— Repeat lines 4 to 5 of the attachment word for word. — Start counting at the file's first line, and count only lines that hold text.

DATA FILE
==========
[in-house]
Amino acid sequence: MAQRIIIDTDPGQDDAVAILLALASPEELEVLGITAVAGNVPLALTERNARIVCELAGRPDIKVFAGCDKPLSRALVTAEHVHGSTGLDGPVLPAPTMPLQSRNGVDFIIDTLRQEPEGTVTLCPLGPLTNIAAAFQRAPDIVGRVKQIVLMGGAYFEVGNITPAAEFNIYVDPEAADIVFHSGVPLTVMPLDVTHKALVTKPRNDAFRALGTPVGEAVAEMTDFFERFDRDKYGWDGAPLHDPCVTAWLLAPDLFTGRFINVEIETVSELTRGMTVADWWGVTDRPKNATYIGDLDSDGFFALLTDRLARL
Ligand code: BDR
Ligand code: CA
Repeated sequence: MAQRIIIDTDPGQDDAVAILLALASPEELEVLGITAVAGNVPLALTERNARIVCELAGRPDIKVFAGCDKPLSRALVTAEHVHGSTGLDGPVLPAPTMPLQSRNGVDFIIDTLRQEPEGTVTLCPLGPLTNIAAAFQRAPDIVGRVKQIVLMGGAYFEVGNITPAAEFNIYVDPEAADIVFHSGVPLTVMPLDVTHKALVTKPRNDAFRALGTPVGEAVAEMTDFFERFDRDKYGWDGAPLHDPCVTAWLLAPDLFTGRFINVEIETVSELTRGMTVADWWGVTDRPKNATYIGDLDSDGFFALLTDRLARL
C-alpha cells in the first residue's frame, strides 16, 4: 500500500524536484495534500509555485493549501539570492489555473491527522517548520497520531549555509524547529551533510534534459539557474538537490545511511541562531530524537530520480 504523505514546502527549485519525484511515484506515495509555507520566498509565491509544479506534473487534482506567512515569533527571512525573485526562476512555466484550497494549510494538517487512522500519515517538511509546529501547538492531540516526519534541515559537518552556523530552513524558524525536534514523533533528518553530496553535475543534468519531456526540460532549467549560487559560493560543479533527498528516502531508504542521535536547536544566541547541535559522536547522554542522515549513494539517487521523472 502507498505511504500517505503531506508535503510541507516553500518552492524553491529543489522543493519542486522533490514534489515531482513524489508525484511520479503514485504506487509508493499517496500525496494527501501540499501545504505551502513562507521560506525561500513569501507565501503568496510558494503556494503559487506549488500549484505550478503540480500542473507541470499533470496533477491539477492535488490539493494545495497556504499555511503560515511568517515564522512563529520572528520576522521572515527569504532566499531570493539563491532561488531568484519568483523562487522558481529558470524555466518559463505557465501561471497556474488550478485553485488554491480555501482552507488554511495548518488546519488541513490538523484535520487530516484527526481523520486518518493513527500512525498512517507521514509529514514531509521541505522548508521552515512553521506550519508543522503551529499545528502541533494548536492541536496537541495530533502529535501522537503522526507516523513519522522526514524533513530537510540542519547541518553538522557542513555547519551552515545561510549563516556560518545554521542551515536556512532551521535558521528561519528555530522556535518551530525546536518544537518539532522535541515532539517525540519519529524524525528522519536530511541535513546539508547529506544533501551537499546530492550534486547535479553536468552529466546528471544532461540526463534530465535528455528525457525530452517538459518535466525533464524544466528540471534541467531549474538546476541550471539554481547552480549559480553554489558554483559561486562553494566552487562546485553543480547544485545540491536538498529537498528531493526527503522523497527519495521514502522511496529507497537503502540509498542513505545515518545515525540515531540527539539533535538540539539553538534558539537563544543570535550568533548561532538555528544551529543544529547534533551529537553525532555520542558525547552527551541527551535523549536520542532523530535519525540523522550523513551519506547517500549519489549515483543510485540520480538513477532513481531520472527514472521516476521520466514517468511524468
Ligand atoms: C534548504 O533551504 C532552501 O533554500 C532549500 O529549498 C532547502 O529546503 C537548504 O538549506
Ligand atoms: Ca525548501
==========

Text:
Ligand code: CA
Repeated sequence: MAQRIIIDTDPGQDDAVAILLALASPEELEVLGITAVAGNVPLALTERNARIVCELAGRPDIKVFAGCDKPLSRALVTAEHVHGSTGLDGPVLPAPTMPLQSRNGVDFIIDTLRQEPEGTVTLCPLGPLTNIAAAFQRAPDIVGRVKQIVLMGGAYFEVGNITPAAEFNIYVDPEAADIVFHSGVPLTVMPLDVTHKALVTKPRNDAFRALGTPVGEAVAEMTDFFERFDRDKYGWDGAPLHDPCVTAWLLAPDLFTGRFINVEIETVSELTRGMTVADWWGVTDRPKNATYIGDLDSDGFFALLTDRLARL